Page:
Date: Tuesday, January 12th, 2016 Time: 1:00 am - 2:30 am Location: Mennonite Church of Normal (map and directions)
Perhaps no other group of plants inspires more interest and enthusiasm than the orchid family (Orchidaceae). What is an orchid, what makes them recognizable, and where do orchids fit into the global biodiversity picture? How many orchids once occurred in Illinois, which ones remain, and which don?t? When and where can orchids be seen in Illinois and what are some of the challenges in conserving viable populations? Please join us as we explore these questions during a brief respite from winter dormancy.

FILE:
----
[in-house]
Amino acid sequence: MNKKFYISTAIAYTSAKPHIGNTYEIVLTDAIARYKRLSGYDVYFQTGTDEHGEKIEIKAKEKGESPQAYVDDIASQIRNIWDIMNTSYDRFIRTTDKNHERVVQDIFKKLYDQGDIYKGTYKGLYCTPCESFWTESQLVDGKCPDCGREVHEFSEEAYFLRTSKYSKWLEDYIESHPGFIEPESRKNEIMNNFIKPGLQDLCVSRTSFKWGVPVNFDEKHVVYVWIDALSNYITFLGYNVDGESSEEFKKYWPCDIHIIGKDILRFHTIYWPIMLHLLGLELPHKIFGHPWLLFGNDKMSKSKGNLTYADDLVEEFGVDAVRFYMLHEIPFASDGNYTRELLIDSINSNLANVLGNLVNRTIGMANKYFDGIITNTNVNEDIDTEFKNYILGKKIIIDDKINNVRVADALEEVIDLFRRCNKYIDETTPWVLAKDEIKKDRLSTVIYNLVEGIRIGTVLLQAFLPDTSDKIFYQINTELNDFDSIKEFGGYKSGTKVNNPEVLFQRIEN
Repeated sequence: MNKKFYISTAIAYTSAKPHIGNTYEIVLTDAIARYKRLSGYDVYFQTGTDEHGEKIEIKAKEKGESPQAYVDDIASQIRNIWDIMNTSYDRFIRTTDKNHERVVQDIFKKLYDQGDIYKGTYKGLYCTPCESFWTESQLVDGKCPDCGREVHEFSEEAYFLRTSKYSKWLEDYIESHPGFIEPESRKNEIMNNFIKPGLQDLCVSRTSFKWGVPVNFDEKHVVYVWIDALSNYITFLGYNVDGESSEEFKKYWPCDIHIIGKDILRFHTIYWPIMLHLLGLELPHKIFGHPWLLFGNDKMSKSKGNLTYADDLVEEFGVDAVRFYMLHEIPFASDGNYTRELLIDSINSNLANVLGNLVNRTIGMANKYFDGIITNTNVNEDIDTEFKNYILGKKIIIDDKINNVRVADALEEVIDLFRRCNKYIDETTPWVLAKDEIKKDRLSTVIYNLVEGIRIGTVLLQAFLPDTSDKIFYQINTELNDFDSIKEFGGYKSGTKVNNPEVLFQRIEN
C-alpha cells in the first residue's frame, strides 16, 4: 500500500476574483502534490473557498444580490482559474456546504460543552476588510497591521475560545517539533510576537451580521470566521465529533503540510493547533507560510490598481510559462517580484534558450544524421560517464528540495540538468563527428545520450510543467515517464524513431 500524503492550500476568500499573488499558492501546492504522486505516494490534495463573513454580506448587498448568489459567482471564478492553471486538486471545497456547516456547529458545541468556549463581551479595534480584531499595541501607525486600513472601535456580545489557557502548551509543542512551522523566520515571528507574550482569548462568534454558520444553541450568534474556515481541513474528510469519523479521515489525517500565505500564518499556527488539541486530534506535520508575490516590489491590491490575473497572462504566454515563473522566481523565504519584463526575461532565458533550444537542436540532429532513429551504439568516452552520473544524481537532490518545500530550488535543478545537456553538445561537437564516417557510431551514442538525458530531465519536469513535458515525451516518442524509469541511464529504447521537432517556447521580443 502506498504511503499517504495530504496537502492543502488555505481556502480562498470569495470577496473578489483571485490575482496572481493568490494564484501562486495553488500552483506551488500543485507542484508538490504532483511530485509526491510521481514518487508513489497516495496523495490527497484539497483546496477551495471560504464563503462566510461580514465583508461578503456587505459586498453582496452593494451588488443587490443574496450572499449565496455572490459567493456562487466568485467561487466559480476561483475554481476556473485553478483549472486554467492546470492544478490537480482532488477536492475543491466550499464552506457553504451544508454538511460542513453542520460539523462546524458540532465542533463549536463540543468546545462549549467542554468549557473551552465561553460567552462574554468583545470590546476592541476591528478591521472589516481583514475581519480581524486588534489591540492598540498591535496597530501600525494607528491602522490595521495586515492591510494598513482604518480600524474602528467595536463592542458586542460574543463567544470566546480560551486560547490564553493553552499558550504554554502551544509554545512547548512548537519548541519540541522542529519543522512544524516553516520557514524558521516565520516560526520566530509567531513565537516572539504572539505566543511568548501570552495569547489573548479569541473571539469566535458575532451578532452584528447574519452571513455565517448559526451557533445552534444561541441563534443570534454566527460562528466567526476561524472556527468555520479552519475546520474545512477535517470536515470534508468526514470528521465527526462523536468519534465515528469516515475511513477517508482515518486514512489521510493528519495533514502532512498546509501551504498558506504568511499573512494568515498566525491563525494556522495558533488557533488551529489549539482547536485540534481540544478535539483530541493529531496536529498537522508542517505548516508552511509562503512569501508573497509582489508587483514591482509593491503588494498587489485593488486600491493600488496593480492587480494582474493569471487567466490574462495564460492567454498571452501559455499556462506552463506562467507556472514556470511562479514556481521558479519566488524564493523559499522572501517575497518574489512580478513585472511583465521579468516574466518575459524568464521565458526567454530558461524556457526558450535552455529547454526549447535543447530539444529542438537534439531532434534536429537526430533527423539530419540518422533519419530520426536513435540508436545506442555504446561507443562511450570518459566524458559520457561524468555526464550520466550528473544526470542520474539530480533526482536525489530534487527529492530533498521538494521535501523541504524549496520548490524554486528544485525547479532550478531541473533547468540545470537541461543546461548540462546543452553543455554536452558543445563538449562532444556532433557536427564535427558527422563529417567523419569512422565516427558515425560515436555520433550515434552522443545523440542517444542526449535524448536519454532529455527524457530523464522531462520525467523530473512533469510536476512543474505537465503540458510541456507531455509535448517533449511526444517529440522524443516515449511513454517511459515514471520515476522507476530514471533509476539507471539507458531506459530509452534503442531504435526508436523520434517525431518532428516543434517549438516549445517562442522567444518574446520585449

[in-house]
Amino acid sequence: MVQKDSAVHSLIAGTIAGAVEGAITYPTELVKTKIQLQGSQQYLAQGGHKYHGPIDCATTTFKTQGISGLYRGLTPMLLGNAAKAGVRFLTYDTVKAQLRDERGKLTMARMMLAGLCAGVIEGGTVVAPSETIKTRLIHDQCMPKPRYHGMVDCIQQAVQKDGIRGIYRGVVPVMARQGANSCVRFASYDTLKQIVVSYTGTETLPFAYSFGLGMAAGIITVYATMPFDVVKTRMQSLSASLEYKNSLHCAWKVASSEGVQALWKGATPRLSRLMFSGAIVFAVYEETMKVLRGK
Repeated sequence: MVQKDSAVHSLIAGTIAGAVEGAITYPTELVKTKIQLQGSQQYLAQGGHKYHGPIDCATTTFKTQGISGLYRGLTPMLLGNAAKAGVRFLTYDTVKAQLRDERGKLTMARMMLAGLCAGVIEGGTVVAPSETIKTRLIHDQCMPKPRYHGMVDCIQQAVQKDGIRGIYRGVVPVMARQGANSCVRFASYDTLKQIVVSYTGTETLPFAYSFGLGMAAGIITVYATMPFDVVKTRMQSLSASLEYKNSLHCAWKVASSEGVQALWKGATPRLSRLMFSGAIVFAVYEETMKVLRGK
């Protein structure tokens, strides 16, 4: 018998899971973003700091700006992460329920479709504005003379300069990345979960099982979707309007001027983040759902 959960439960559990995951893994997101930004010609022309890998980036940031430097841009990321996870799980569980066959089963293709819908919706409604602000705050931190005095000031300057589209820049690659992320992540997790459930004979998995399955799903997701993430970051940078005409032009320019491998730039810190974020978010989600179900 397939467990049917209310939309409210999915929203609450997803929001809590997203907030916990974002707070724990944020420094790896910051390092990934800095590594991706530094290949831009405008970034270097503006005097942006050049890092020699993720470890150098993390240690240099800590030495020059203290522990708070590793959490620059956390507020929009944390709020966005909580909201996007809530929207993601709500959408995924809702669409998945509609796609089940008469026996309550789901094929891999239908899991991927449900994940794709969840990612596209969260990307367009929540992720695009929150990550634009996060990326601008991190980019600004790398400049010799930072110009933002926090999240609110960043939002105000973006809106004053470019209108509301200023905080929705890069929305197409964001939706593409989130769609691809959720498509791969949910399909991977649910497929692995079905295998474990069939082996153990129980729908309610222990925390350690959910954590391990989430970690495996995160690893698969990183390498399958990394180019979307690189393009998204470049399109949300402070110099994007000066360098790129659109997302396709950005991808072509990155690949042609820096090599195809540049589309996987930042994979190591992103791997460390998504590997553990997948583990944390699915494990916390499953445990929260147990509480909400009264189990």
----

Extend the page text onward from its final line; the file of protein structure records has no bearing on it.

Dr. John Taft has a BS, MS in Botany from Souther Illinois University at Carbondale and a PhD in Plant Ecology at University of Illinois. He has served as a botanist and plant ecologist at the Illinois Natural History Survey from 1984 to 2015. During this time, Dr. Taft conducted botanical surveys in nearly every Illinois county and written countless technical reports concerning Illinois botanical resources. In addition, about 32 research papers have been published, ranging from topics such as the developmental anatomy of the horned oak gall to composition and species diversity of grasslands in the central Tien Shan Mountains. Additionally, he served on the Endangered Species Protection Board from 2008 to 2014 and taught Native Plant ID and Floristics at the University of Illinois since 2009 along with mentoring numerous undergraduate and graduate students.